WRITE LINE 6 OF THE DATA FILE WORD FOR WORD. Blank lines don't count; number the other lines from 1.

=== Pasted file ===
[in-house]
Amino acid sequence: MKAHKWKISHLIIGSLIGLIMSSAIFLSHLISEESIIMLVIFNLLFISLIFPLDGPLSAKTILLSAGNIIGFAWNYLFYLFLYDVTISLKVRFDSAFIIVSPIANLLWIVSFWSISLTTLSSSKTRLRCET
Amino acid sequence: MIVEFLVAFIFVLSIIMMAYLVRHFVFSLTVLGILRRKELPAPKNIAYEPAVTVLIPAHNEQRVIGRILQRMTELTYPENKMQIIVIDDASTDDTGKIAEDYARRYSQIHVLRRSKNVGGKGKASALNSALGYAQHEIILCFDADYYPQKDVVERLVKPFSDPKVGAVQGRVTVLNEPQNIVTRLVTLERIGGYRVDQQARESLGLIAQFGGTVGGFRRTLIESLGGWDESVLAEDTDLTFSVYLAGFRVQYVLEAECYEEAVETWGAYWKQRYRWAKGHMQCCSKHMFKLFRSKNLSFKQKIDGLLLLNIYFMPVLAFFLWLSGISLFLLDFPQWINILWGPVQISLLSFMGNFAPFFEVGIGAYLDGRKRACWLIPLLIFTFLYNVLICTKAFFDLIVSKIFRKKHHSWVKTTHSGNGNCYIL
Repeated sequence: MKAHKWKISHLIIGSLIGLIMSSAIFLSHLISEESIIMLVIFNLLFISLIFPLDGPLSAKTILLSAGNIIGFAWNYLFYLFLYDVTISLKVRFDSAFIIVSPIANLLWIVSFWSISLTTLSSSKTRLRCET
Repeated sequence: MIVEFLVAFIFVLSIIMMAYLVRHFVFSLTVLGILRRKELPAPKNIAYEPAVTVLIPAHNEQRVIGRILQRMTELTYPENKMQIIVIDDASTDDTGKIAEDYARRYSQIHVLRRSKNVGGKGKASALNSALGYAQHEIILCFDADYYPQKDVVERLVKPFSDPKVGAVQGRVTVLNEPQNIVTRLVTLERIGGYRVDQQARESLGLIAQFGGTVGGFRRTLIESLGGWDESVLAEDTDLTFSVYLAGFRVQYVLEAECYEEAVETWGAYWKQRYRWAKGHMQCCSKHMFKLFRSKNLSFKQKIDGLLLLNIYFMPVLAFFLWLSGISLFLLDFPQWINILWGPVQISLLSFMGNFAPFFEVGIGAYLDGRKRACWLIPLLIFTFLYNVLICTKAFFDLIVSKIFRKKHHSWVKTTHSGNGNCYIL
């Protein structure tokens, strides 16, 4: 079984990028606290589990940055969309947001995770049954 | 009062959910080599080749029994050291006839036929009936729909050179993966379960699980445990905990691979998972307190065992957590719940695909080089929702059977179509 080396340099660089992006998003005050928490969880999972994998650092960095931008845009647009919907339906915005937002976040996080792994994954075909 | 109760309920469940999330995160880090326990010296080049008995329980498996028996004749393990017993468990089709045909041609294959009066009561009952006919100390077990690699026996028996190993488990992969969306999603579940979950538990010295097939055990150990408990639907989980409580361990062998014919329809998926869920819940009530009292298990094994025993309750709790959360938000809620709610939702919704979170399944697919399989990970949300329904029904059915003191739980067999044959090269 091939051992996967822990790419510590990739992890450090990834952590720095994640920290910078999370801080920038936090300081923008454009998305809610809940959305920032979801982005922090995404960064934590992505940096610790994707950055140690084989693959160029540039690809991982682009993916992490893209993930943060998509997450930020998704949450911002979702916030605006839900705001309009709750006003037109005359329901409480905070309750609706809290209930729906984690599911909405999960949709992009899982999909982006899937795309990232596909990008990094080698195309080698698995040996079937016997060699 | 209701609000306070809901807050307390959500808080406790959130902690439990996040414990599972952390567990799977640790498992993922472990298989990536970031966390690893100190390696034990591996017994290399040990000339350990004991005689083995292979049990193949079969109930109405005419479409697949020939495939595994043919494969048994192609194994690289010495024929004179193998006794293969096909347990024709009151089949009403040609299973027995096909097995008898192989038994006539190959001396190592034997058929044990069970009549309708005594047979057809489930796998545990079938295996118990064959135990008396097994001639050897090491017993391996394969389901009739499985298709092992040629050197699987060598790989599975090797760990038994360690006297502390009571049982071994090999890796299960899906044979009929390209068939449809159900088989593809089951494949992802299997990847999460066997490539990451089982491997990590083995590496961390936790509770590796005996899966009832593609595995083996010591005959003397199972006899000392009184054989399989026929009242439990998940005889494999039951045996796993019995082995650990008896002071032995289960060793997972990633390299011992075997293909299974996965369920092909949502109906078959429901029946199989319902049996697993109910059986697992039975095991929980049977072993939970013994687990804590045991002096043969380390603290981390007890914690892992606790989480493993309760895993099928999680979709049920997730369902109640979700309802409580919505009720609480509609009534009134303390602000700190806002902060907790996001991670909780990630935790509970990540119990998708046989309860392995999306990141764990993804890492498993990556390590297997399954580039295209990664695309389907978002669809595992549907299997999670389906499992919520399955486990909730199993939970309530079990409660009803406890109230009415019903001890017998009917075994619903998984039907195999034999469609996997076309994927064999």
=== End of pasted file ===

């Protein structure tokens, strides 16, 4: 079984990028606290589990940055969309947001995770049954 | 009062959910080599080749029994050291006839036929009936729909050179993966379960699980445990905990691979998972307190065992957590719940695909080089929702059977179509 080396340099660089992006998003005050928490969880999972994998650092960095931008845009647009919907339906915005937002976040996080792994994954075909 | 109760309920469940999330995160880090326990010296080049008995329980498996028996004749393990017993468990089709045909041609294959009066009561009952006919100390077990690699026996028996190993488990992969969306999603579940979950538990010295097939055990150990408990639907989980409580361990062998014919329809998926869920819940009530009292298990094994025993309750709790959360938000809620709610939702919704979170399944697919399989990970949300329904029904059915003191739980067999044959090269 091939051992996967822990790419510590990739992890450090990834952590720095994640920290910078999370801080920038936090300081923008454009998305809610809940959305920032979801982005922090995404960064934590992505940096610790994707950055140690084989693959160029540039690809991982682009993916992490893209993930943060998509997450930020998704949450911002979702916030605006839900705001309009709750006003037109005359329901409480905070309750609706809290209930729906984690599911909405999960949709992009899982999909982006899937795309990232596909990008990094080698195309080698698995040996079937016997060699 | 209701609000306070809901807050307390959500808080406790959130902690439990996040414990599972952390567990799977640790498992993922472990298989990536970031966390690893100190390696034990591996017994290399040990000339350990004991005689083995292979049990193949079969109930109405005419479409697949020939495939595994043919494969048994192609194994690289010495024929004179193998006794293969096909347990024709009151089949009403040609299973027995096909097995008898192989038994006539190959001396190592034997058929044990069970009549309708005594047979057809489930796998545990079938295996118990064959135990008396097994001639050897090491017993391996394969389901009739499985298709092992040629050197699987060598790989599975090797760990038994360690006297502390009571049982071994090999890796299960899906044979009929390209068939449809159900088989593809089951494949992802299997990847999460066997490539990451089982491997990590083995590496961390936790509770590796005996899966009832593609595995083996010591005959003397199972006899000392009184054989399989026929009242439990998940005889494999039951045996796993019995082995650990008896002071032995289960060793997972990633390299011992075997293909299974996965369920092909949502109906078959429901029946199989319902049996697993109910059986697992039975095991929980049977072993939970013994687990804590045991002096043969380390603290981390007890914690892992606790989480493993309760895993099928999680979709049920997730369902109640979700309802409580919505009720609480509609009534009134303390602000700190806002902060907790996001991670909780990630935790509970990540119990998708046989309860392995999306990141764990993804890492498993990556390590297997399954580039295209990664695309389907978002669809595992549907299997999670389906499992919520399955486990909730199993939970309530079990409660009803406890109230009415019903001890017998009917075994619903998984039907195999034999469609996997076309994927064999």